Word from Albany on Friday that, pending State Senate approval, Tom Prendergast would become the next MTA CEO and Chairman came as little surprise. Prendergast had been a runner-up during the previous search for an agency head, and he has the experience and respect within New York City to lead the MTA. He is unlikely to leave on his own before his term runs out but faces a number of looming challenges.
Sitting atop the list is the status of the contract with the TWU. The MTA’s largest union has been without an agreement for nearly a year and a half, and the MTA budget currently assumes a net-zero wage increase. Still, on Friday, John Samuelsen’s team issued kind words for Prendergast. “It’s a good move by Governor Cuomo. Prendergast has vast knowledge of the system, and that’s really what the MTA needs – not a bean counter like Walder or a person with big financial and political connections like Lhota,” union spokesman Jim Gannon said. “We’ve always had a good working relationship with Prendergast, despite a few flare-ups here and there. But on the whole, everyone on this side of the table respects him.”
Despite the TWU’s conciliatory tone, Prendergast will not easily bend or break for the MTA simply cannot afford him to. In today’s Daily News, the newly-appointed MTA CEO and Chair spoke at length with Pete Donohue about a variety of issues facing the MTA, and labor issues took up a chunk of the discussion. In a nod to a long-standing issue, Prendergast spoke about one-person train operations or OPTO.
“There are some lines that are more conducive to one person train operation than others,” he said to the News. “There are some that are more conducive to OPTO only at certain times of the day, and there are some lines where you may never use OPTO. It’s not always about savings. It may be the savings are reinvested in other parts of the system. So, if for argument’s sake, you save (a certain number of conductor positions) and put them on platforms that are extremely crowded, and you have fewer people falling to the tracks, that’s a better utility of resources.”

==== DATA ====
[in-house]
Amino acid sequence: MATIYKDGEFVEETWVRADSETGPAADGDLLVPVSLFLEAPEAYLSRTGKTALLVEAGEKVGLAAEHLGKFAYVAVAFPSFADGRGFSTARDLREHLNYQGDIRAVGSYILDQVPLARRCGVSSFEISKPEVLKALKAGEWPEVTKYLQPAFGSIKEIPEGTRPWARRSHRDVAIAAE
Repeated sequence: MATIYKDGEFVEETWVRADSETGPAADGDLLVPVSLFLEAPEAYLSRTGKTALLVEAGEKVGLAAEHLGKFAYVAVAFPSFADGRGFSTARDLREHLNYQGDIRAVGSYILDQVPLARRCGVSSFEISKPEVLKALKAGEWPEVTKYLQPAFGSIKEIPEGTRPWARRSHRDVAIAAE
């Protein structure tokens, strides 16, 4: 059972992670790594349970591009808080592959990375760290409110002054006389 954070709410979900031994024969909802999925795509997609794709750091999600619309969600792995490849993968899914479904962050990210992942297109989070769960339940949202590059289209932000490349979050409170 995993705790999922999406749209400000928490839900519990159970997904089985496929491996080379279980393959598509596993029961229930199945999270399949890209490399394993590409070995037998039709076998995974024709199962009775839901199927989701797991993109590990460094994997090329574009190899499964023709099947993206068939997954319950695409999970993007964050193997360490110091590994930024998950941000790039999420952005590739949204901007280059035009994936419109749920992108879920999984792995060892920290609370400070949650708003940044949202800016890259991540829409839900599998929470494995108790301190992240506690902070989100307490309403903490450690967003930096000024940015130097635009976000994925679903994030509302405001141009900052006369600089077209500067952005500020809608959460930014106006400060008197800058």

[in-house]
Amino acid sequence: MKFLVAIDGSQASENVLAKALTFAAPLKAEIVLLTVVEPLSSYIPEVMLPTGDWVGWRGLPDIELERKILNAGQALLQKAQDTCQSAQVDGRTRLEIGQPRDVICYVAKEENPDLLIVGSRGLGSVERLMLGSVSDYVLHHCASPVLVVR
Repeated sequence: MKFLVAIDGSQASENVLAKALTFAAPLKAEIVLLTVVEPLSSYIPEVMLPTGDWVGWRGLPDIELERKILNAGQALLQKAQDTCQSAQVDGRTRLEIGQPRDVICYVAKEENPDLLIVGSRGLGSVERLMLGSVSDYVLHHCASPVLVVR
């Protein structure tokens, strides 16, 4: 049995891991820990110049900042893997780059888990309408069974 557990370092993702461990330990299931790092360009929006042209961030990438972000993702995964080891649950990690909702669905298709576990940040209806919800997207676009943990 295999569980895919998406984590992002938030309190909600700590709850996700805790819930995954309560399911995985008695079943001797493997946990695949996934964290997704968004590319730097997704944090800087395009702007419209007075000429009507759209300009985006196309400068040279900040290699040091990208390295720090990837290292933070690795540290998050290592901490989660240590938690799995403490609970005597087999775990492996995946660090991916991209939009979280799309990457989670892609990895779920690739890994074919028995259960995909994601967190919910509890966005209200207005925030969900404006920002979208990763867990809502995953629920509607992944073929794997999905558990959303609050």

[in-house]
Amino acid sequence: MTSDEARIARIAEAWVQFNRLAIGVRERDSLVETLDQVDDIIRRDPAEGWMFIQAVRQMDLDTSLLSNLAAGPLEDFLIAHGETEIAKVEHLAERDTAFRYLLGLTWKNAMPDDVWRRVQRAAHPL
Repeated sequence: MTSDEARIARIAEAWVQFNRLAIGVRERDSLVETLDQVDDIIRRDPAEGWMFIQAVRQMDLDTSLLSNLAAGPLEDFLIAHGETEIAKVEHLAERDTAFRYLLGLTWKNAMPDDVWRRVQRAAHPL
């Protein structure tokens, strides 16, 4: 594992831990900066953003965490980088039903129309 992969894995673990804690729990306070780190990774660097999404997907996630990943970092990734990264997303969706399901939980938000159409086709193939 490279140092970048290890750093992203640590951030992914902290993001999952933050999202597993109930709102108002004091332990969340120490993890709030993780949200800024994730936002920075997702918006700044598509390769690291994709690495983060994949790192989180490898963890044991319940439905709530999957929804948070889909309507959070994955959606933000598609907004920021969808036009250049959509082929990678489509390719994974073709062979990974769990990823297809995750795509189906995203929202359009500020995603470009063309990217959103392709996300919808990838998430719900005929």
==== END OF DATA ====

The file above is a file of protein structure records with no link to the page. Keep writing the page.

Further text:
Interestingly enough, Prendergast has also called for a rapid expansion of automatic train operations in order to boost line capacity. The TWU has pushed back on this issue over concerns that it could lead to zero-person train operations. All of this, furthermore, is a lot more than recent MTA heads have said on this hot-button issue and provides a glimpse into the MTA’s labor future. Prendergast, according to the article, will try to get OPTO on lines with lower ridership totals at first. The overnight R shuttle service into Bay Ridge could be a prime spot for such a test.
Meanwhile, in a nod to the union, Prendergast spoke about the need to reallocate employees and encourage worker flexibility. Prendergast wants to restore customer service agents as many of those red-vested employees lost their jobs during the 2010 service cuts. Prendergast noted that moving to OPTO could give the MTA the ability to restore some of these positions. He also discussed the concept of platform conductors — MTA employees tasked with crowd control at some of the more popular stations. It’s a nascent idea at best.
That’s the good stuff with regards to labor, but Prendergast hit upon some other issues in the interview as well. We’re in for a lot of service changes as the agency copes with Sandy damage. Vital equipment will have to be replaced sooner rather than later due to saltwater corrosion, and Prendergast warned of the system “be[ing] out of service at a more impactful level.” That fare hike scheduled for 2015 is still firmly on the table, and Prendergast is skeptical of recent calls for mayoral control of the MTA. “If you’re going to take the responsibility,” he said, “you have to have the funding to go along with it.”